In a series of events that young Spider couldn’t possibly have been present for, we find that Dad is screwing a local floozy named Yvonne (also played by Miranda Richardson) and that they kill Spider’s saintly mother when she catches them making it in the garden shed. These scenes, and the subsequent scenes where Yvonne takes Mrs. Cleg’s place as Spider’s new ‘mother,’ are ludicrously over-the-top and almost cartoonish in nature. Juxtaposed with the hyperrealistic scenes where Spider himself is present, these parts seem to make no sense unless you take them at face value- that Spider is making them up. That they came out of the mind of a naive, inexperienced, and mentally ill man who has spent most of his life in an institution.

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Yvonne (despite being played by the same actress who played the mother) is slutty, coarse, and rendered with make-up and costume design to be actually fairly unattractive. The infinitely well-meaning Mrs. Cleg is superior in every way to this common street whore; of this Spider is convinced. So he sets out to murder Yvonne by turning the gas stove on as she sleeps, only to find he has murdered his mother and ‘Yvonne’ as he knows her never existed. Yes, maybe he was jokingly flashed by a woman similar to his incarnation of Yvonne (in fact, ‘Flashing Yvonne’ is played a by a whole different actress than Richardson, Allison Egan) and his mind did the rest of the work. Building upon this event he created the ultimate harlot, the woman who would stand by as his dad killed his mom and insist he call her ‘mother.’

So what do I think? I think Spider’s oh-so-virtuous mother became alcoholic and bitter, creating ‘Yvonne’ in his mind and causing him to believe that his dad murdered his mom and replaced her with an uncaring, promiscuous duplicate. Spider obviously has the hots for his mom on some subconscious level, brushing her hair and watching her put on make-up adoringly and eyeing her as she tries on a slinky nightgown. She became boozy and hard due to her marital problems with her husband and his love of going to the Dog and Beggar and drinking. Someone had to be blamed, and the issue had to be put in more black-and-white terms so Spider could understand it.

There’s only one thing about this movie that confuses me, and that’s the scene where Spider’s in a restaurant looking at a picture of a green Yorkshire field. Suddenly he’s standing in a field identical to the one in the picture,  hanging out with a couple of old men who don’t particularly seem to have their mental faculties. I think that he met the men at the asylum (I believe one of these guys was the one wielding a piece of broken glass in the flashback.) He imagined them in a grassy field and used some of the dialogue he had heard from them in the scenario. I’m also very curious whether Spider realized what he had done to his mother (he does refrain from braining Mrs. Wilkinson, who he imagines as Yvonne, with a hammer) or whether the big reveal was just a tip-off to the audience and Spider is as lost as ever.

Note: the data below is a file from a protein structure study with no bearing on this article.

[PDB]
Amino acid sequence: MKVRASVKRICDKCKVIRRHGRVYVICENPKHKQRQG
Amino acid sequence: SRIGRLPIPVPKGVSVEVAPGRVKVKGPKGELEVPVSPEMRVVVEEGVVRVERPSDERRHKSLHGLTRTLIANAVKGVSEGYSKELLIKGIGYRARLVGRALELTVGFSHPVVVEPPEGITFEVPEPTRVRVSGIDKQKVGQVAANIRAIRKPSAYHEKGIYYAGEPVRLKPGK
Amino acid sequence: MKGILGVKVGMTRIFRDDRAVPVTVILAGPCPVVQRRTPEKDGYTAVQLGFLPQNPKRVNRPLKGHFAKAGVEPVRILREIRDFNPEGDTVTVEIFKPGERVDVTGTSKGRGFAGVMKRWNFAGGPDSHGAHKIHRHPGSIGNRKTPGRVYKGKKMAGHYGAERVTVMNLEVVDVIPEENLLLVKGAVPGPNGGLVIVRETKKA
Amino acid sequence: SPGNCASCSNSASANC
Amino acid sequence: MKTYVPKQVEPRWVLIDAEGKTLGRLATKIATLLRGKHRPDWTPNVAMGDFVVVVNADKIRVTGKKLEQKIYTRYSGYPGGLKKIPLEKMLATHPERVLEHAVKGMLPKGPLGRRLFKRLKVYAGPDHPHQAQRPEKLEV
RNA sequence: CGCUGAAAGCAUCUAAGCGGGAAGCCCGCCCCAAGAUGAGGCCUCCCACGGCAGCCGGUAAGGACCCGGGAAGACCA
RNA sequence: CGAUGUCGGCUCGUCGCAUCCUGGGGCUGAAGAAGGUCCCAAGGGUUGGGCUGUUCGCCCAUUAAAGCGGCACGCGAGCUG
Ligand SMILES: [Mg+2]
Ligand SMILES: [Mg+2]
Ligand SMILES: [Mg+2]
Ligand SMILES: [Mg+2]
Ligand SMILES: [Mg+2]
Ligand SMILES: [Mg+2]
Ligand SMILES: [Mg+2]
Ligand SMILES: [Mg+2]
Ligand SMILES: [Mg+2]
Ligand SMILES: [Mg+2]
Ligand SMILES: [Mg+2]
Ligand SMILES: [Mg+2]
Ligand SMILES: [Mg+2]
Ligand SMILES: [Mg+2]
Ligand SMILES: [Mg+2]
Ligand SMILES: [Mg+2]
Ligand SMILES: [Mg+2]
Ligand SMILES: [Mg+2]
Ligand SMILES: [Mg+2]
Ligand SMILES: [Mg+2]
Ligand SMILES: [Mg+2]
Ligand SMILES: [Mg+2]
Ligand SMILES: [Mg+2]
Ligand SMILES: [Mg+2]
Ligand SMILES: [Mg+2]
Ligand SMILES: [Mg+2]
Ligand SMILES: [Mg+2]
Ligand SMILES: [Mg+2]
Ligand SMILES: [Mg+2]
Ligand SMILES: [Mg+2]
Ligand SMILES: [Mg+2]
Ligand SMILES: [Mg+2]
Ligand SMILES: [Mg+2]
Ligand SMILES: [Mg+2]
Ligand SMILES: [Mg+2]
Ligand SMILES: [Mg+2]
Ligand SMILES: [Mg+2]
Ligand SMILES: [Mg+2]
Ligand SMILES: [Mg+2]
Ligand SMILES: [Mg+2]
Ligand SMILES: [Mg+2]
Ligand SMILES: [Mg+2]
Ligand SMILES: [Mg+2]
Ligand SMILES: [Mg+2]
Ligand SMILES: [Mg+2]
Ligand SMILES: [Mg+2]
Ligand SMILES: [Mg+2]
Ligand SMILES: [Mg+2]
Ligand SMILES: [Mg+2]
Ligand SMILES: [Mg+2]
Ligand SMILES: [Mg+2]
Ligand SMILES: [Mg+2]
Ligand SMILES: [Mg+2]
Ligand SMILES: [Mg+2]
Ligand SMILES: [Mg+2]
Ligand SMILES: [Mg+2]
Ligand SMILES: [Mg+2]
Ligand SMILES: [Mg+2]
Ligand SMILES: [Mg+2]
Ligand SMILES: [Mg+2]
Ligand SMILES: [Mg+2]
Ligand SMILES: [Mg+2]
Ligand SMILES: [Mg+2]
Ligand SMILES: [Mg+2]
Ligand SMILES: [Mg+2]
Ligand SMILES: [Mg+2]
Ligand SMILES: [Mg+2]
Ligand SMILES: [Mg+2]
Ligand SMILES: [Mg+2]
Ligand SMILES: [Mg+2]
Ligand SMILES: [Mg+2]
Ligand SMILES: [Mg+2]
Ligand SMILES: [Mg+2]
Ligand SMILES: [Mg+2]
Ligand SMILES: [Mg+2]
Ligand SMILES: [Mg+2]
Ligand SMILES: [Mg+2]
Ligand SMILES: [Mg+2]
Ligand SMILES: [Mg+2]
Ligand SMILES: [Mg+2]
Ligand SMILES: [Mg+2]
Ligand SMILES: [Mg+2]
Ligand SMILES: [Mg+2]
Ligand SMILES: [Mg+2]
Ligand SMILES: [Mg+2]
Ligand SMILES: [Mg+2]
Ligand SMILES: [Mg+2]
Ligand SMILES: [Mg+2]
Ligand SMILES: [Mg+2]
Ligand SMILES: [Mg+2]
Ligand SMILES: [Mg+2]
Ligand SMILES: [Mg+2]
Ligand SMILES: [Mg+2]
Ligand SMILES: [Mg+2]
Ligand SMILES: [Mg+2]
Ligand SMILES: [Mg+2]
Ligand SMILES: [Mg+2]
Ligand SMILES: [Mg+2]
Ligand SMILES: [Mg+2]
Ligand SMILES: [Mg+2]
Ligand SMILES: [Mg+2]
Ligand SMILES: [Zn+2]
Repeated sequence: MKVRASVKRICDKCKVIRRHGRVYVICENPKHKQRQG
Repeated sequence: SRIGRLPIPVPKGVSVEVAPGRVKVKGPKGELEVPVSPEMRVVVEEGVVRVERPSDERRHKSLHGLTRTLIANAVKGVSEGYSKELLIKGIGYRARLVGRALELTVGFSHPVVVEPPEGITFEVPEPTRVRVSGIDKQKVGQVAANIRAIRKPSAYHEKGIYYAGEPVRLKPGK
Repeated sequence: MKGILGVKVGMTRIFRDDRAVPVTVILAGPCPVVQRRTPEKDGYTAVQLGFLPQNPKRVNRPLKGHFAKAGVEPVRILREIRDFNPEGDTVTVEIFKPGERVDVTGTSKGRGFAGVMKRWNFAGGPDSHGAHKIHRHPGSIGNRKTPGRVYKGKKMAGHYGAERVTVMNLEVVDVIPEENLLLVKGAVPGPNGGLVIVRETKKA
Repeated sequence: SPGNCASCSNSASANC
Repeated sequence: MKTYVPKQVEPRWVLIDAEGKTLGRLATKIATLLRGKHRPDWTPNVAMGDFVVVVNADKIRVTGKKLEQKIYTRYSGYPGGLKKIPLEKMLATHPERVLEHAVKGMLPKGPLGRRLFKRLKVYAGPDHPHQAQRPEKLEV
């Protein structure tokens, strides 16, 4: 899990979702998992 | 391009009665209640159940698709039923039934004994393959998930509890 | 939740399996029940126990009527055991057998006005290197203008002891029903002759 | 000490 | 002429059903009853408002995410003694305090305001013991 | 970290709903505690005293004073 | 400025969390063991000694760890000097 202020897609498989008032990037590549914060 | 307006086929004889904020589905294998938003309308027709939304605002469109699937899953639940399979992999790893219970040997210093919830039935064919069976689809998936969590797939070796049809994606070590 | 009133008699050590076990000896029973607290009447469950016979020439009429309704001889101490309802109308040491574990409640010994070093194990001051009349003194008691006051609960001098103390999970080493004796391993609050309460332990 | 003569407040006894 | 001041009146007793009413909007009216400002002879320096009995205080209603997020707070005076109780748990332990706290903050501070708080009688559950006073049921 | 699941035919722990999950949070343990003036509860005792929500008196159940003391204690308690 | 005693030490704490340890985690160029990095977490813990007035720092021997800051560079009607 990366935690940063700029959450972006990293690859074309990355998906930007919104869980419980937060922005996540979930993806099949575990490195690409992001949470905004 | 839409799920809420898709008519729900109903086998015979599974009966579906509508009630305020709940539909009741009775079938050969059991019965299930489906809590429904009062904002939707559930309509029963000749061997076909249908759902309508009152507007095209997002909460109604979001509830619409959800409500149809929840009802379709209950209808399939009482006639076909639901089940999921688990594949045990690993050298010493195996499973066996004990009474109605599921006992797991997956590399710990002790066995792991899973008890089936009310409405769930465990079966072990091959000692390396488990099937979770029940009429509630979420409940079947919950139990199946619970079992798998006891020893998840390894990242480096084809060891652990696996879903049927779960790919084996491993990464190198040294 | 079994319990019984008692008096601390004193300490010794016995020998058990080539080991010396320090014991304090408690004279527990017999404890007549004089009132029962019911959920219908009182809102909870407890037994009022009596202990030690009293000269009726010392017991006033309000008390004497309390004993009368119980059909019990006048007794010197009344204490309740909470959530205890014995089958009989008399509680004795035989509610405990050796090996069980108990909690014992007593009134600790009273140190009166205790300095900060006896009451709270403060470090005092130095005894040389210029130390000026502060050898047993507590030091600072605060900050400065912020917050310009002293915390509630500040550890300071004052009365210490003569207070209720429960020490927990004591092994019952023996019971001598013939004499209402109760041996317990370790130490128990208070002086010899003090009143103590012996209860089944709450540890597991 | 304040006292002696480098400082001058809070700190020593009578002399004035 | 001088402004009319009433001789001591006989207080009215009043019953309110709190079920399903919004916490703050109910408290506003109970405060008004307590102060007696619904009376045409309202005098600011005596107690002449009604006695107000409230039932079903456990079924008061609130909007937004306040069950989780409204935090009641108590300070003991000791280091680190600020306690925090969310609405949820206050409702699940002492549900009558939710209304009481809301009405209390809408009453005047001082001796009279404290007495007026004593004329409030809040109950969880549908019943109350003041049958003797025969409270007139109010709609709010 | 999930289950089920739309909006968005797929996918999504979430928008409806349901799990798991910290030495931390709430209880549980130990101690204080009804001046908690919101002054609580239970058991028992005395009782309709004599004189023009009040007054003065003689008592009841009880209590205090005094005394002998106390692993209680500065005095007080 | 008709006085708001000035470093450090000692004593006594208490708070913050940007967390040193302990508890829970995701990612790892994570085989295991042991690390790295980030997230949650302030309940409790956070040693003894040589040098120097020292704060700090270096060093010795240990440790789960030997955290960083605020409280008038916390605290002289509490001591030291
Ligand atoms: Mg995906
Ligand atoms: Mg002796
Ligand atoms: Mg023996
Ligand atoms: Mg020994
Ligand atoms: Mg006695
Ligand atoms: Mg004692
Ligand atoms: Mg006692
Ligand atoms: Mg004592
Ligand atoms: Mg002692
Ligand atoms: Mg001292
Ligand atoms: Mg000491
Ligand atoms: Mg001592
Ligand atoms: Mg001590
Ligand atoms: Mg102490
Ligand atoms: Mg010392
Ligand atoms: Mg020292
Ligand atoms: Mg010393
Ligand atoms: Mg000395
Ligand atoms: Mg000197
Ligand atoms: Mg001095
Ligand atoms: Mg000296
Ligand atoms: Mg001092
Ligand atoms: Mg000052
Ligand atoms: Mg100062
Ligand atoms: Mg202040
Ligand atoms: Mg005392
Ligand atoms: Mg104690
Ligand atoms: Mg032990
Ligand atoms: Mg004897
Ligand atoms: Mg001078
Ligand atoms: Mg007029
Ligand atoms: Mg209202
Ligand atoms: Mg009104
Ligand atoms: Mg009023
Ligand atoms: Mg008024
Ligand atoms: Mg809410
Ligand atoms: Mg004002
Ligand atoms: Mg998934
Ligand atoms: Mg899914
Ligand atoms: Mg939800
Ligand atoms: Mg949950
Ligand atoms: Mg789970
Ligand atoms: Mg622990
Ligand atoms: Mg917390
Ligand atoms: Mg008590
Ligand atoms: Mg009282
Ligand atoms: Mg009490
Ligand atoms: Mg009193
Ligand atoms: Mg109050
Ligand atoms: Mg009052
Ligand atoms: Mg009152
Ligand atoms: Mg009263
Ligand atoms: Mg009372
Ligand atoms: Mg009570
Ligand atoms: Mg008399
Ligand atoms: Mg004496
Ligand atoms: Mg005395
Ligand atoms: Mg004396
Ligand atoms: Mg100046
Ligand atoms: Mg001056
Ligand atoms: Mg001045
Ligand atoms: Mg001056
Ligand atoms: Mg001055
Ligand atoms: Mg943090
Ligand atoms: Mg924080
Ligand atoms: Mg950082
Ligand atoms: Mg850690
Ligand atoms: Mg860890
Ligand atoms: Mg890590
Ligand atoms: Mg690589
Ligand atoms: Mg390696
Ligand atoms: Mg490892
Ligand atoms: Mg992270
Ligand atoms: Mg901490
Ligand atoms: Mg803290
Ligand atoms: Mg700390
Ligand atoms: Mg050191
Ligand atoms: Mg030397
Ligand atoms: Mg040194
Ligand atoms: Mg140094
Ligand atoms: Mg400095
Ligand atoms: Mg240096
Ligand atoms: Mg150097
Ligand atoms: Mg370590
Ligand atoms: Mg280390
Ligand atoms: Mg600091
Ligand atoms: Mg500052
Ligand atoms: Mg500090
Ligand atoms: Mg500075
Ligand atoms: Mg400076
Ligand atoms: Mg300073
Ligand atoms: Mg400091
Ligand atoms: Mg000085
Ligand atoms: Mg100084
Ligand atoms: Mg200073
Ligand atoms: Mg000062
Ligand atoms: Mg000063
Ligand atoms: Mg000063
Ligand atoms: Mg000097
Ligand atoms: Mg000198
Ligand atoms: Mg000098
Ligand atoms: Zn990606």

I don’t think it should be surprising to you that Ralph Fiennes is incredible in this movie. He shows a gift for portraying debilitating mental illness with a nuanced sleight of hand that is not generally present in these kinds of performances. So that’s it. I’ve explained why I think Spider is one of the more complex psychological thrillers I’ve seen in my life, and I’ve offered some explanation to the meaning of the events presented in this movie. Liked this discussion? Have any thoughts? Want me to write another like it? Stop by and tell me in the comments!

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We Need to Talk About Kevin (2011)

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Rating: B/  Oh, Franklin. you should have worn the damned condom!

Okay, so maybe Eva Khachaturian wasn’t meant to be a mother. But is she responsible for making her son a monster? Society seems to think so. In the wake of a horrific attack orchestrated by Kevin, a sadistic fifteen-year-old psychopath, Eva (Tilda Swinton) is heckled on the street and sometimes outright attacked by people who lost their loved ones in the tragedy.

    In a swirl of fever dream-like memories, past becomes present, and Eva remembers when her husband Franklin (John C. Reilly) and kids Kevin and Celie (Ezra Miller and Ashley Gerasimovich) were still with her. Eva never seemed to really want Kevin, a vile, evil, perpetually incontinent child turned killer teen who mind-fucked his mother from a very early age, but the real question is whether Eva could stop the direction her son was going.

   Franklin, a happy guy in denial of Kevin’s true nature, condemns Eva for not connecting with her little moppet, and Kevin simultaneously gaslights Eva and turns Eva and her well-meaning but dopey husband against each other. Kevin might seem like a child of Satan or some other supernatural incarnate, but really he’s like thousands of other children in the world who really don’t seem to have a conscience- and who better to blame than the boy’s own mother?

Anyone who has seen filmmaker Lynne Ramsay’s Ratcatcher knows she has a propensity for both beautiful cinematography and grueling bleakness. We Need to Talk About Kevin, based on the best-selling novel by the same title by Lionel Shriver, is no exception. The film is intensely visual, with a kind of stream-of-consciousness style, especially around the beginning, and benefits from an outstanding performance by Tilda Swinton as the complex Eva.